Keeping the world at Bay

I’ve always loved herb gardens – the instant escape from reality brought on by the scent of crushing rosemary, basil or sage, and there’s something wonderful about being able to grab a sprig or bunch to add interest to a plain dish, or to add the finishing touches to something special. So much better than a fuel-guzzling dash to the shops for a soggy, floppy plastic-wrapped $4 packet! 

Bay leaves have always been a little on the outer edge of my plans. I have never used them enough in the kitchen, so we always end up with a dusty jar of crumbling, greying relics, which hardly demonstrate the best flavours.  I suspect I was ruined for them as a child after occasionally eating the odd stray Bay twig in an otherwise-delicious stew – it’s not an experience easily forgotten.

Nigel Slater, in the Observer has stirred some interest in me though, and it may well make it onto our planting list. I can’t say I’m too convinced on sweet uses for bay leaves, but here’s just a dash of his delicious thoughts on savoury uses:

“Where bay leaves are really worth using with a devil-may-care attitude is with potatoes and meat. I have cooked Maris Pipers, thinly sliced, with whole leaves and cream, and this week let six of them infuse in the warm milk for mashed potatoes to give a sloppy, slightly herbal puree. Steeping pork in a marinade of olive oil and bay gives a fine roast, and that delicious yet curiously unattractive Italian dish of pork that has been allowed to cook long and slow with milk is improved 10 times over with bay leaves in the clotted cooking juices.”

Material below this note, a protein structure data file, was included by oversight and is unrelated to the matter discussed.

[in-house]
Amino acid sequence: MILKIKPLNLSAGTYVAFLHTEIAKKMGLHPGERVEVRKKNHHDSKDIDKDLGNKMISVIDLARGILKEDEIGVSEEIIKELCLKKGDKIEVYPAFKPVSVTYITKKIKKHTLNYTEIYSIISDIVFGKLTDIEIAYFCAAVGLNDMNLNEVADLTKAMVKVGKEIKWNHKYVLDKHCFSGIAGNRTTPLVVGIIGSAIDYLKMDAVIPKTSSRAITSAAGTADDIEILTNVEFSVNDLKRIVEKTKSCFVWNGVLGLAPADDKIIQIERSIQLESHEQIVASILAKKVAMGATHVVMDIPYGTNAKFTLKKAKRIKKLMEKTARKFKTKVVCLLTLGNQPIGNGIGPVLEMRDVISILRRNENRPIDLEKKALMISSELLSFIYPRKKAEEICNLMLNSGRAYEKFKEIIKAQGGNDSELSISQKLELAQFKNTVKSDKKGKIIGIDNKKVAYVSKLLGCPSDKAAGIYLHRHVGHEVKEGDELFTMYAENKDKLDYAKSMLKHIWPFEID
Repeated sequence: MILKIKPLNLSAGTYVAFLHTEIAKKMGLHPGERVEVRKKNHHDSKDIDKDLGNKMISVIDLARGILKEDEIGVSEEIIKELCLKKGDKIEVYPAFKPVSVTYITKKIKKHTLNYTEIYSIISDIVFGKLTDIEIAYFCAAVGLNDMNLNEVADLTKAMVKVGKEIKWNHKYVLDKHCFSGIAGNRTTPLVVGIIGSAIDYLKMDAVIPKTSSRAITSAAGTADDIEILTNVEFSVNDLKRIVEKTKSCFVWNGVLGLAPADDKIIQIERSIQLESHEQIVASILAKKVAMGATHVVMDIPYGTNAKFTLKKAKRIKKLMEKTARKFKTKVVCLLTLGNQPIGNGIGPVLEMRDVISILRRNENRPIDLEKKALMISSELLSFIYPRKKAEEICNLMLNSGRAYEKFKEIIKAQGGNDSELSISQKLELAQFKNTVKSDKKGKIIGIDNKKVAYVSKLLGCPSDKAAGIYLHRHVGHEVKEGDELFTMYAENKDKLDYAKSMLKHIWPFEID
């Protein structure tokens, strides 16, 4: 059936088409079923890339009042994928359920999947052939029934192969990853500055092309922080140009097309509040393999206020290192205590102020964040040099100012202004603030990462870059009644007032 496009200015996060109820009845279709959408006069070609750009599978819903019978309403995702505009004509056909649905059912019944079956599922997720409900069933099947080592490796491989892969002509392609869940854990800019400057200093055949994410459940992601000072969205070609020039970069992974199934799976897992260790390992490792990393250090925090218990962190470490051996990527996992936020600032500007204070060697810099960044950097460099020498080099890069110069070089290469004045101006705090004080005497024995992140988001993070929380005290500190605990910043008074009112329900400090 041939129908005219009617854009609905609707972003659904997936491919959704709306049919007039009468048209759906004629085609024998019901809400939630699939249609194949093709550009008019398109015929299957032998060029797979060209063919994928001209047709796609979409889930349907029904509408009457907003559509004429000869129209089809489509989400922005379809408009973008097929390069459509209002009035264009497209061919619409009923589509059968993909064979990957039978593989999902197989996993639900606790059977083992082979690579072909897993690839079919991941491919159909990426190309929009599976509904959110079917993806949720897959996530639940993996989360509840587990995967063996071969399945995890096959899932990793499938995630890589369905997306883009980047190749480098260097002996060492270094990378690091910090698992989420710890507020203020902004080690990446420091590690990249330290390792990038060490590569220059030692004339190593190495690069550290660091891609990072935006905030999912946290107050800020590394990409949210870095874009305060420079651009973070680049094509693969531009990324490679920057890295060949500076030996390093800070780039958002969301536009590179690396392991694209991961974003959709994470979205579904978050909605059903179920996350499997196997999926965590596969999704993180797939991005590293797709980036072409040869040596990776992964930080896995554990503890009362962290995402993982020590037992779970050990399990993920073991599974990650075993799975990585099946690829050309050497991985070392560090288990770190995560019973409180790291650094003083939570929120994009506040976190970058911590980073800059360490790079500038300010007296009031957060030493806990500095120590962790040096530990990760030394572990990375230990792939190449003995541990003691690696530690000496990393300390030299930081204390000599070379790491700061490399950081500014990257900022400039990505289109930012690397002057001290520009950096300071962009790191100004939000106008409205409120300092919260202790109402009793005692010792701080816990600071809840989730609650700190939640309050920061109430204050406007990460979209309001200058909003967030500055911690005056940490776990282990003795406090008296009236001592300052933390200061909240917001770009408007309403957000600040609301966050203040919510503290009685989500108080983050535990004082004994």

I’ll have to do a little research on sizes, and best locations, but I think this adds a bay tree to my “probable” list!

I’ve snipped his full mash recipe as I just HAVE to try this – it’s just after the fold.

Potatoes with milk and bay – full credit to Nigel Slater

I love buttery, cloud-like mash, but sometimes I want something softer, a little sloppy even. I use a floury-textured winter potato beaten with butter and hot milk. It produces a completely different puree to those made with waxy potatoes, one I feel is more suited to winter recipes. Stop adding the warm milk when you have the texture you like. Right now I want mine to almost slide off the plate like thick soup. Enough for 4.

6 medium- to large potatoes

5 bay leaves

200ml milk

75g butter

Peel the potatoes and boil them in deep salted water until tender. Put the bay leaves into the milk and bring to the boil. Turn off the heat and set aside. The bay leaves will gently flavour the milk.

Drain the potatoes, then return them to the pan and cover with a lid and leave for five minutes.

Tip the potatoes into a food mixer and beat with the butter and a little black pepper. With the beater on slow, pour in the flavoured milk, leaving the bay leaves behind, and continue beating till soft and almost sloppy.

Check the seasoning, then serve immediately.

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